A popular website with news about men’s pro tennis players who toil on the challenger circuit (one level below the ATP World tour) is called Footsoldiers of Tennis. Challenger draws are filled with players usually ranked between #100 and #300. The Hungarian names mentioned above rarely get to play at this level. They are more like the peasantry of tennis, toiling for years on end in serfdom at satellite events, calling their own lines, stringing their own rackets and dreaming of direct entry to a few challenger events. A first round loss at an ATP World Tour event would be the holy grail of their career. Hope only goes so far when cheering on Godry who debuted at the pro level in 2011. His highest ranking ever was #937. He is now 24 years old. By this age, someone like Rafael Nadal was dominating Grand Slam events. Then again, there is only one Nadal, while there are hundreds of Godry’s lurking in the lower recesses of ATP Tour rankings.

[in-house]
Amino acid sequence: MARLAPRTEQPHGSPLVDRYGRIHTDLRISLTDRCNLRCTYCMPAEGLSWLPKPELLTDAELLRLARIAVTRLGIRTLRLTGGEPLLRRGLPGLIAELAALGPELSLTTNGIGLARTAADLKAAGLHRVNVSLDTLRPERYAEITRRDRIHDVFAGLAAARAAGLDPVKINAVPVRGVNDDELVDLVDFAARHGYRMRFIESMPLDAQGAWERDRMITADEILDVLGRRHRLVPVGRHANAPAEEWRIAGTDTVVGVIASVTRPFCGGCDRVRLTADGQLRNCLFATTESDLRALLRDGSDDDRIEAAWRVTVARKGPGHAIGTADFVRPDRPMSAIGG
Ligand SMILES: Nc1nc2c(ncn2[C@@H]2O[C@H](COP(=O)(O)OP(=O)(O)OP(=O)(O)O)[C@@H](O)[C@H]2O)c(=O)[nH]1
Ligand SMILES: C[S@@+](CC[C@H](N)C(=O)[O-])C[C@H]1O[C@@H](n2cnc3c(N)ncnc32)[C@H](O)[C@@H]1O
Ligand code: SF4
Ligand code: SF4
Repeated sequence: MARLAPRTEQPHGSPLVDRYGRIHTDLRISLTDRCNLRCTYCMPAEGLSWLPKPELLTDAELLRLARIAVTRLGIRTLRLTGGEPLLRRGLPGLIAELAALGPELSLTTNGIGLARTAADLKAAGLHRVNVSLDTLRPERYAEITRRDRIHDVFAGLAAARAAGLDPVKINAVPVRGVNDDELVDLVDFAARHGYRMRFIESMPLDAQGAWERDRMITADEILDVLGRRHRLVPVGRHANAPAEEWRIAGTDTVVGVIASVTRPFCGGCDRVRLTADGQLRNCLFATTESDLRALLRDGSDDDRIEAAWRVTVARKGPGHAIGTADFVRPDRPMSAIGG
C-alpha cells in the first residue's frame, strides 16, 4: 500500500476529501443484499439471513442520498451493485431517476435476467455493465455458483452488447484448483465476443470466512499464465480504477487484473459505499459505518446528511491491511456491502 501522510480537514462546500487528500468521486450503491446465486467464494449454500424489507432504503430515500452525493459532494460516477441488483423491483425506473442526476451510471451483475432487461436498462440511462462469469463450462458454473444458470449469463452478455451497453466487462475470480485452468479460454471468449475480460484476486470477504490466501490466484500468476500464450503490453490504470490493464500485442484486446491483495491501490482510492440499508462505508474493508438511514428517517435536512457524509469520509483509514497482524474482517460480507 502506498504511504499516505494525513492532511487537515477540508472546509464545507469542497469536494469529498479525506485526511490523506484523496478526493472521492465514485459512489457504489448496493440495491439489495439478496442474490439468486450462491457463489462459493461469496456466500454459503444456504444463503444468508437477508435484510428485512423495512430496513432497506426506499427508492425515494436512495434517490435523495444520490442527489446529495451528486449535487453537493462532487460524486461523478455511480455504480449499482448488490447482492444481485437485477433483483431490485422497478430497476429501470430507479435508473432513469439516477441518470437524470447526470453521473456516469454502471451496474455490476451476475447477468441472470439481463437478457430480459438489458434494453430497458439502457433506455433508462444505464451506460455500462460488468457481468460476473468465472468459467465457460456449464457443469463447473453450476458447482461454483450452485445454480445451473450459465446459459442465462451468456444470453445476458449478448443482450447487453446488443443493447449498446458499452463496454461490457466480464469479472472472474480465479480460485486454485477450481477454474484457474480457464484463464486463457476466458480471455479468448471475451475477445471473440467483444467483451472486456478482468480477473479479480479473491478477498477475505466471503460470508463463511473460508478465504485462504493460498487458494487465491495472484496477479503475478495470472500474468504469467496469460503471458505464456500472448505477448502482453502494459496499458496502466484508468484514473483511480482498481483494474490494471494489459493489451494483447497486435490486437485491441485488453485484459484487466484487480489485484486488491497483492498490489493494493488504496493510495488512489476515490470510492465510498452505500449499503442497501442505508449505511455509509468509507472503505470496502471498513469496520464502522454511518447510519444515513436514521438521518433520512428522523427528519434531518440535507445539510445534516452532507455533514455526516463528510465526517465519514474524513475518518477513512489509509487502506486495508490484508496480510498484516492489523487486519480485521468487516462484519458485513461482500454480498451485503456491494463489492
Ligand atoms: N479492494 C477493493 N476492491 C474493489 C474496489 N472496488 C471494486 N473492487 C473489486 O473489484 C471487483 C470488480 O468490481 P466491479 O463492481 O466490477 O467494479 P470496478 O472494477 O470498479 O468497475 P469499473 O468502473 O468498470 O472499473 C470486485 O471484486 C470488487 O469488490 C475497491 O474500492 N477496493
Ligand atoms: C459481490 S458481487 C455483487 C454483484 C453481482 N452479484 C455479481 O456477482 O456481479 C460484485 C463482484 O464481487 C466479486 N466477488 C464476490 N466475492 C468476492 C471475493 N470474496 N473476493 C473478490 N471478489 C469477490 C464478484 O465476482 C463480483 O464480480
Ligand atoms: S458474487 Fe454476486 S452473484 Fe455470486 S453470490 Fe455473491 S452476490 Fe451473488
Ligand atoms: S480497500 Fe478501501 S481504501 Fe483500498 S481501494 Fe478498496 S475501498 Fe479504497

What keeps a player such as Godry going is beyond me. Perhaps it is the memory of his lone victory on the tour over the past year, when he defeated Sweden’s Patrik Rosenholm who had to retire in the second set with an injury. This victory came at a satellite event or as they are officially now known, “Futures”. Since that time, Godry has managed to lose ten consecutive matches, several of which were to players ranked lower than one thousandth in the world. Godry suffered the ignominy of being double bageled (losing a two set match without winning a single game) by countryman Attila Balazs at a satellite event in Hungary last year. Godry has never defeated anyone in singles play ranked above #457 in the world over his seven year career. In his only match thus far in 2017, Godry lost in straight sets to a man with a great name and not so great game, the 929th ranked Tal Goldengorun of Israel. Godry might assuage fears of his ever dwindling career prospects by recalling the fact that he was part of a winning doubles tandem at a Serbian satellite event last year and also made two other doubles finals at that level back home. Quite marginal by most standards, but it does offer a bit of solace.